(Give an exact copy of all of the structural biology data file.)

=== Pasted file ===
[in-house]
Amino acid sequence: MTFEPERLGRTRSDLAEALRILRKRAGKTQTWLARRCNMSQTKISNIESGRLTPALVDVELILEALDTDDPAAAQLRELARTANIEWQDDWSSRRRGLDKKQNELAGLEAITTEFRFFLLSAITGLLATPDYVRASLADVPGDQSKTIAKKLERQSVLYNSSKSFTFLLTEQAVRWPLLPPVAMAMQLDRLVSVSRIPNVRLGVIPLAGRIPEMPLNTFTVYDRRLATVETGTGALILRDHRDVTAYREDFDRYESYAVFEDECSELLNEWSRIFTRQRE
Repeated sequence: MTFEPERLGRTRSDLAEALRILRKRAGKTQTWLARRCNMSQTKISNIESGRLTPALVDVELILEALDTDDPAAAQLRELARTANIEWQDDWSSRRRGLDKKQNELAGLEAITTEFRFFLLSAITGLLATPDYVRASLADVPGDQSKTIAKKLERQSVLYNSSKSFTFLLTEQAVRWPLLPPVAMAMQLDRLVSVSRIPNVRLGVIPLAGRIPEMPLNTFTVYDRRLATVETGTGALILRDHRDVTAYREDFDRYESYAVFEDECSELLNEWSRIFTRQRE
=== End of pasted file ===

[in-house]
Amino acid sequence: MTFEPERLGRTRSDLAEALRILRKRAGKTQTWLARRCNMSQTKISNIESGRLTPALVDVELILEALDTDDPAAAQLRELARTANIEWQDDWSSRRRGLDKKQNELAGLEAITTEFRFFLLSAITGLLATPDYVRASLADVPGDQSKTIAKKLERQSVLYNSSKSFTFLLTEQAVRWPLLPPVAMAMQLDRLVSVSRIPNVRLGVIPLAGRIPEMPLNTFTVYDRRLATVETGTGALILRDHRDVTAYREDFDRYESYAVFEDECSELLNEWSRIFTRQRE
Repeated sequence: MTFEPERLGRTRSDLAEALRILRKRAGKTQTWLARRCNMSQTKISNIESGRLTPALVDVELILEALDTDDPAAAQLRELARTANIEWQDDWSSRRRGLDKKQNELAGLEAITTEFRFFLLSAITGLLATPDYVRASLADVPGDQSKTIAKKLERQSVLYNSSKSFTFLLTEQAVRWPLLPPVAMAMQLDRLVSVSRIPNVRLGVIPLAGRIPEMPLNTFTVYDRRLATVETGTGALILRDHRDVTAYREDFDRYESYAVFEDECSELLNEWSRIFTRQRE